Nursing

Oncology nursing provides the opportunity and privilege to interact with patients and their families at a difficult time in their lives. We are caregivers, cheerleaders, confidants and, in many cases, close friends.
Day in and day out, the nurses at Roswell Park Comprehensive Cancer Center provide outstanding care to their patients, doing their best to lift spirits and make things a little brighter for people going through a difficult time.
"You can’t let your guard down for a moment, especially when you work with immunocompromised patients. I was afraid if I had been exposed, I could be passing this on to our patients.”

“They know it’s scary, but they never hesitate. It’s about the patients,” Renee DeWald, Clinical Nurse Manager of the 6 North and 5 East floors at Roswell Park, says of the staff on 6N, the designated floor for patients who have tested positive for COVID-19.

Ashley Keppel draws upon the memory of her late friend, Jake Madonia, to inspire her day-to-day at Roswell. A nurse manager at Roswell, and later a patient, Madonia taught Keppel that patient advocacy would be one of her biggest roles as a nurse.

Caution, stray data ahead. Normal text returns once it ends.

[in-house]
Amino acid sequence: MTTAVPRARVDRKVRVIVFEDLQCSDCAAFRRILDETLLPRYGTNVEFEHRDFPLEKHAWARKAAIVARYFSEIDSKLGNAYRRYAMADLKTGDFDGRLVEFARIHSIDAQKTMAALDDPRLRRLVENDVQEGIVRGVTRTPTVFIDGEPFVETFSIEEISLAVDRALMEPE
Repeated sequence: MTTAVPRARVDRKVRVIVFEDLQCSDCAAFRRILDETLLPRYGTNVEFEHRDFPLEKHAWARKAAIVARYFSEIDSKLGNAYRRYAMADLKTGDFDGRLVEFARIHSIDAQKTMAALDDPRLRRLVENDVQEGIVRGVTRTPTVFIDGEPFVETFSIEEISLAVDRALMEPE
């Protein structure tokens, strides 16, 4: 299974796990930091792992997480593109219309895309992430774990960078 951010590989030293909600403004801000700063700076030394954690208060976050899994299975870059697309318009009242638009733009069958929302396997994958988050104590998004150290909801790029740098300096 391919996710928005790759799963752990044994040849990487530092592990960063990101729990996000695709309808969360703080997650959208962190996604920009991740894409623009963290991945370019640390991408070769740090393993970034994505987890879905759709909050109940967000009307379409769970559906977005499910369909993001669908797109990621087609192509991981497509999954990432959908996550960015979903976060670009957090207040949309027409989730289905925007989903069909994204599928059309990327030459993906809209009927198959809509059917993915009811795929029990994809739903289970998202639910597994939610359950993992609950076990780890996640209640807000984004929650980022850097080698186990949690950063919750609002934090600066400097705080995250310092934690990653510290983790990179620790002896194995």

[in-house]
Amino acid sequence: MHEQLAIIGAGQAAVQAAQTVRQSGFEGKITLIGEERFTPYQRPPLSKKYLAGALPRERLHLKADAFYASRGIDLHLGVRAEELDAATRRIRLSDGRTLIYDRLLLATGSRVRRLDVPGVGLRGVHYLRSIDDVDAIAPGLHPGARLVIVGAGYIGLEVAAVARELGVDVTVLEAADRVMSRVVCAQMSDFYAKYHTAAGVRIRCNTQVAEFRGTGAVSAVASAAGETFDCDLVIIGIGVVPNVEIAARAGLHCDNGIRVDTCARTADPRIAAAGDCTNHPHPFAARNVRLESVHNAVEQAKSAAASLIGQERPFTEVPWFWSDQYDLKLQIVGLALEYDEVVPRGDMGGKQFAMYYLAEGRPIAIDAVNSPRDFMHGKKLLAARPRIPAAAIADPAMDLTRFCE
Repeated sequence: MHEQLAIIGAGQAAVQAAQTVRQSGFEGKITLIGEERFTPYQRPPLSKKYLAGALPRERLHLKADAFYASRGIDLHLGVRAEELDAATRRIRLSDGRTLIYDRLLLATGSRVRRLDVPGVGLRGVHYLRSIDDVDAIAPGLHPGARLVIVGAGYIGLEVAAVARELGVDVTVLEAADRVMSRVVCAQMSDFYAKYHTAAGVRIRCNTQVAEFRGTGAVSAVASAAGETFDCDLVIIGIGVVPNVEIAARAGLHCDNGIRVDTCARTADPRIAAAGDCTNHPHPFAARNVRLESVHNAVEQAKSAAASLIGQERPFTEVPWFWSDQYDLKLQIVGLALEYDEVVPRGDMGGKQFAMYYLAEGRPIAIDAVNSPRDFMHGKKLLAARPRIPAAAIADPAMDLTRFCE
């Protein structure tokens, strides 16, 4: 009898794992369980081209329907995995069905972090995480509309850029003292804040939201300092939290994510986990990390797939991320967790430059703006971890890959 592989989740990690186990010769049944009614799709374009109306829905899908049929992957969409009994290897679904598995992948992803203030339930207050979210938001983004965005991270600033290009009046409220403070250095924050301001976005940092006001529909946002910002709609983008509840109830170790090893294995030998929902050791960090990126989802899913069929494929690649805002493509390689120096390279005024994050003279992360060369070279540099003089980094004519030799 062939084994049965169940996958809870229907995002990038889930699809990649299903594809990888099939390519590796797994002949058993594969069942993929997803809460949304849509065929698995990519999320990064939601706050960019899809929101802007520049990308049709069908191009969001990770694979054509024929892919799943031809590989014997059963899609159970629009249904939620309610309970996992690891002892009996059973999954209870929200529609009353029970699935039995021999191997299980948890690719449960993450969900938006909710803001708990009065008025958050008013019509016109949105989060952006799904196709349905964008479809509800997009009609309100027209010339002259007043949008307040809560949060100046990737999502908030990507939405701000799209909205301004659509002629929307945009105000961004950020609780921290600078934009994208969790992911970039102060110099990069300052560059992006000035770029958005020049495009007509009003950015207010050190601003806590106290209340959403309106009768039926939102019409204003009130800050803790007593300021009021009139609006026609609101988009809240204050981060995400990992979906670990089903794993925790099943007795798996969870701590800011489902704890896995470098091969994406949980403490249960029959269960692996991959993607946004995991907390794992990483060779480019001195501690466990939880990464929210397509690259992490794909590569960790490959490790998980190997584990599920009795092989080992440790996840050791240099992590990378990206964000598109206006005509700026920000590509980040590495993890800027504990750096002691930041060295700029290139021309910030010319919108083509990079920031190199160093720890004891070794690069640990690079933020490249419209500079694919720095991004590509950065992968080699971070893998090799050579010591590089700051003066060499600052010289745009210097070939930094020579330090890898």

As we mark National Nurses Day and the beginning of National Nurses Week, it’s fitting to remember that in the United States, the first professional training programs for nurses grew out of the Civil War.
COVID-19 did not arrive with a set of instructions. Healthcare professionals everywhere have had to quickly adopt new practices and improvise to solve problems they never faced before.

I’ve never taken my career choice for granted. I always knew that I wanted to take care of people during times when they couldn’t care for themselves. Seeing how this has manifested in my life has been a true blessing.

Life has a funny way of leading you down the right path, despite the plans you have for yourself. That path led me to a very special friendship.

Where she once cared for active-duty troops, families and retired members of the armed forces, Dr. Bell now supports patients in waging war against cancer at Roswell Park Comprehensive Cancer Center.

Christine Pieri graduated from nursing school on a Saturday and started work at Roswell Park the following Monday. In those early days, “I didn’t know much about oncology,” she says, “but once I got here, that became my passion."

Prospective employers expressed doubt that she was really a nurse or emphasized that even if she were hired, she would not receive the same pay as the white nurses and would have to eat alone, in the kitchen. Those roadblocks were no match for the determination of Eva Bateman.